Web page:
Hochepot de Queue de Boeuf, otherwise known as Oxtail Stew

Oxtail stew

They say third-time lucky. I admit I’ve posted this recipe twice before. But this time, I’ve deviated from the simple instructions found in an old French cook book intended for experienced chefs. Here, I’ve set out all the ingredients off the top. Then I’ve broken down the steps in a sensible order.

Be warned, this dish takes a full day to prepare. But I suggest you take two days. The first day, precook the meat with a lot of veggies and pop in the fridge. The second day, you assemble your stew, dress it for your dinner party, and cook it some more.

You can find my reworked recipe in my post of November 11, 2013, sadly, a few weeks late for Remembrance Day 2017. Better late than never.

Oxtail stew

Remembering old soldiers with Clementine’s oxtail stew

I invite you to click the the large heading above and link back to my newly crafted recipe. Five years is a long time. Bon appétit!

Oxtail stew

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Moroccan chicken stew

moroccan-chicken2

Vinny’s summer vacation

Summer is in the air and Vinny and I are heading for the great outdoors. That means you won’t likely be hearing from us here again till September rolls around.

We leave you with a one-pot dinner idea that you can make for a crowd over the summer. More

Hasenpfeffer! A rich rabbity stew from Germany

Prepping for hasenpfeffer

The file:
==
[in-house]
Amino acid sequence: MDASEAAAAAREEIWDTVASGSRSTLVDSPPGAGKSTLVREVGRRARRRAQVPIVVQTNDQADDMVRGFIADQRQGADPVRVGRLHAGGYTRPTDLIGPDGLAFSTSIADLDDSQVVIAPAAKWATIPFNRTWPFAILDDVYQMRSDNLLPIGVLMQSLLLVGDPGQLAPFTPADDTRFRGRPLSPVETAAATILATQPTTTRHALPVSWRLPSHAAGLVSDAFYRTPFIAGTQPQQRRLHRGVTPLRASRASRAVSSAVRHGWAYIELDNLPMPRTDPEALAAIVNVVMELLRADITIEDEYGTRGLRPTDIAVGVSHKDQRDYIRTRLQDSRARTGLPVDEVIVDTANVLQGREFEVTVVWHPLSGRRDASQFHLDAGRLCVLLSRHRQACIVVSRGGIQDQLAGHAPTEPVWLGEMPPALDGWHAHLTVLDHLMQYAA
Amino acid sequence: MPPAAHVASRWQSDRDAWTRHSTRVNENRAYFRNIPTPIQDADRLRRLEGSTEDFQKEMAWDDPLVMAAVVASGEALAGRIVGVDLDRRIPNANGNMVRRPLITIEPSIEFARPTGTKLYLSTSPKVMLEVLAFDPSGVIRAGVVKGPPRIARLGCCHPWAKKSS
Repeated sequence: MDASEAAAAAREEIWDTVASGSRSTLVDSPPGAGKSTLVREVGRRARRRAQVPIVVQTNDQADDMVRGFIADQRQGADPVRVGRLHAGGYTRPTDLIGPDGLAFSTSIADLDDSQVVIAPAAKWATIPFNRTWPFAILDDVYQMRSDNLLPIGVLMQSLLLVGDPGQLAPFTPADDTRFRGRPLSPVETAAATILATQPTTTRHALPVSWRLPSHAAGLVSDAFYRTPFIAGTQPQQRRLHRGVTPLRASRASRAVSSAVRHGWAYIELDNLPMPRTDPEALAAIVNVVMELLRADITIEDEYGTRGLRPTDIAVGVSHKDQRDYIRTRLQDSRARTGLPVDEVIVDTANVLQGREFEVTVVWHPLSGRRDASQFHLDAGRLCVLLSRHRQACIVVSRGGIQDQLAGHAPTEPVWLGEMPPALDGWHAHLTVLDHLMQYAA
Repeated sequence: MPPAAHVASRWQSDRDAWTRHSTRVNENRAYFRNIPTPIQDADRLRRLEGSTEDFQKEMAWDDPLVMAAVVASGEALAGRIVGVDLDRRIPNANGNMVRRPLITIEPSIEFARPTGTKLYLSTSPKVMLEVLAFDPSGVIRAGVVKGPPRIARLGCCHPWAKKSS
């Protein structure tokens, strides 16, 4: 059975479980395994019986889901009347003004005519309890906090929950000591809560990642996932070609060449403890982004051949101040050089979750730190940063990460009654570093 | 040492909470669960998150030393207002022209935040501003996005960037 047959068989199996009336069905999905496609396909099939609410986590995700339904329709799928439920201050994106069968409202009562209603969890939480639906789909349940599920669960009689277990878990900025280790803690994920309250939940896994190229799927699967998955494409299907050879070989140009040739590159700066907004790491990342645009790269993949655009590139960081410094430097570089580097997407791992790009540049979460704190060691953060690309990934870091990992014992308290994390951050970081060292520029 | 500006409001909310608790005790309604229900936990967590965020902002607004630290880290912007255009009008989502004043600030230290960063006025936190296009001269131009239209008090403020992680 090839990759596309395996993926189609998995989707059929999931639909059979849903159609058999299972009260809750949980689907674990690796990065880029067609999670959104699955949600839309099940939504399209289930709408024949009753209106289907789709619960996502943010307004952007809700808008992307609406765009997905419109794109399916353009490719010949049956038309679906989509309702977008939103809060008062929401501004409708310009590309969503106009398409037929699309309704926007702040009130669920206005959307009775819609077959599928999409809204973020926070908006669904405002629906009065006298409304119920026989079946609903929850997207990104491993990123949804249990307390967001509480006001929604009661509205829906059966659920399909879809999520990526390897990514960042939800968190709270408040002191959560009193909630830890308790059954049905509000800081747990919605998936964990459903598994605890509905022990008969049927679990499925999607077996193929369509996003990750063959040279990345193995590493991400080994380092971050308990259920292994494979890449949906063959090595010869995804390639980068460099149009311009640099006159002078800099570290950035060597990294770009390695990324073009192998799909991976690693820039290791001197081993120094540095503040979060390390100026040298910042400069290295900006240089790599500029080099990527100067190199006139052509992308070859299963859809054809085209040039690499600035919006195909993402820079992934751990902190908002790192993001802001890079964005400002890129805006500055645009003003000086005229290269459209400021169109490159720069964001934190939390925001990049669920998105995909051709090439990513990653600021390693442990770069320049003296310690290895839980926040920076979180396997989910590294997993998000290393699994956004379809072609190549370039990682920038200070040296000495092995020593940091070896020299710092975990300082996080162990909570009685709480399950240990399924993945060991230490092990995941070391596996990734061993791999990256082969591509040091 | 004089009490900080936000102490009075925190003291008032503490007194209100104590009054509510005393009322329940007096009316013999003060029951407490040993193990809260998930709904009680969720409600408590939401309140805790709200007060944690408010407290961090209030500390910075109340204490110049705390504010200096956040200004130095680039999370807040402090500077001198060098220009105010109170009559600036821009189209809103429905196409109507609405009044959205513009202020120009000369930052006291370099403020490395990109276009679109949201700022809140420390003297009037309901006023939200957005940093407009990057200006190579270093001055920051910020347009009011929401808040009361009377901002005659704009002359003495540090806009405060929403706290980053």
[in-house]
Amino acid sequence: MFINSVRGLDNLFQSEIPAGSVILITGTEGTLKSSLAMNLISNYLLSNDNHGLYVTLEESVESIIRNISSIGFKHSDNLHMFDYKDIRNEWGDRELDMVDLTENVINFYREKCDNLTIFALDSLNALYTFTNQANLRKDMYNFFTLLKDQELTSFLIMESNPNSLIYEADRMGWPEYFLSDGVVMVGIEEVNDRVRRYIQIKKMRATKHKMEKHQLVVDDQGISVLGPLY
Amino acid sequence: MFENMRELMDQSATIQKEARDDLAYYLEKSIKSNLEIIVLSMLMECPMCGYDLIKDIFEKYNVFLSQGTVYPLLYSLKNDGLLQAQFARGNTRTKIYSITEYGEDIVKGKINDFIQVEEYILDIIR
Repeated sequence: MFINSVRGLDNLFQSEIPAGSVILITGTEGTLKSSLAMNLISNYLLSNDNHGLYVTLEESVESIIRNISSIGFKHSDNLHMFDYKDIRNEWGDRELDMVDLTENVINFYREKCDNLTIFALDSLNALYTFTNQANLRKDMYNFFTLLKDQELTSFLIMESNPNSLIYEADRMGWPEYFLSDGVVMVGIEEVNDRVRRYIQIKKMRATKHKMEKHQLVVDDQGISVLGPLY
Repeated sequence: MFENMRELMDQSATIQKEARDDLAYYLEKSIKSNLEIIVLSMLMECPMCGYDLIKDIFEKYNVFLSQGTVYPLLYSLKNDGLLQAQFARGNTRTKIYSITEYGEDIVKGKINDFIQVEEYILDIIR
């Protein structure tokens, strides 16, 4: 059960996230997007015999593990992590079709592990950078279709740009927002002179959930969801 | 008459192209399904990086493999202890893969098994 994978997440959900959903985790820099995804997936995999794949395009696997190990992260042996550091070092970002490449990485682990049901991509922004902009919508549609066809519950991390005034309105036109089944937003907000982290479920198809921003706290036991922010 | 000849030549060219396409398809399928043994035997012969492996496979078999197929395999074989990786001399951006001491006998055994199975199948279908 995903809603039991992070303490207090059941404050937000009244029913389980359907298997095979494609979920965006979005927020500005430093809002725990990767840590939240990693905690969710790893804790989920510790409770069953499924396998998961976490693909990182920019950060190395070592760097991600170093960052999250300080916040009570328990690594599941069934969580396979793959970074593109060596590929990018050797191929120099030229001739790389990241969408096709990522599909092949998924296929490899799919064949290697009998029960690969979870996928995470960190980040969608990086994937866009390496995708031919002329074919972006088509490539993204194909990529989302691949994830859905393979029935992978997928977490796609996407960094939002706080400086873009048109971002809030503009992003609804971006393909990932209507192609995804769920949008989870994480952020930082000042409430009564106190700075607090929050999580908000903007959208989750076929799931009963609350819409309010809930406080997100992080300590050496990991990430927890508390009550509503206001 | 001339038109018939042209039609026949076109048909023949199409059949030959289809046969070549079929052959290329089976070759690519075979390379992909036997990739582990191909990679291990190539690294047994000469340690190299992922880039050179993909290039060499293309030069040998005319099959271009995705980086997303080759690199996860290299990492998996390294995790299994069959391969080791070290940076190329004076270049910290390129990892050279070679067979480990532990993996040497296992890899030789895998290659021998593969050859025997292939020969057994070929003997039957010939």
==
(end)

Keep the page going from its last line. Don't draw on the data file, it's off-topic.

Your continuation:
Prepping sausage for hasenpfeffer

My regular readers will know that our Frozen in Ottawa dinner is well in hand. This, my fourth post on the subject, answers the question, “What should we serve for the main course?”

The man of the house wanted to feature his winter stew-making skills, well-honed in our climate. He suggested “Hasenpfeffer,” a dish he had recently cooked for the family with success. In fact, I thought it was the best stew he had ever made for us. But… what kind of meat is that, you might wonder. More

Remembering old soldiers with Clementine’s oxtail stew

Dad in the kitchenLest we forget…

In honor of Remembrance Day, on what would have been my dad’s 97th birthday, I’m re-working a dish from 2013 that originated during the Second World War. More

Hungry enough to eat an ox?

Most times we settled for a turkey… but not always!

I owe my on-line existence to a mining engineer. Without Bill’s passion for food as well as rare minerals, I wouldn’t be blogging today. It was Bill who took his daughter Sharon, my alter-ego,  under his formidable wing and taught her to cook.

Sundays would see Bill in his tiny, lemon-hued 1950s kitchen pouring over one of his many fish-splattered and chocolate-speckled cook books. Sharon was there, too, in her pleated skirt with her blouse hanging out, helping him find the canned pineapple bits, the dented More

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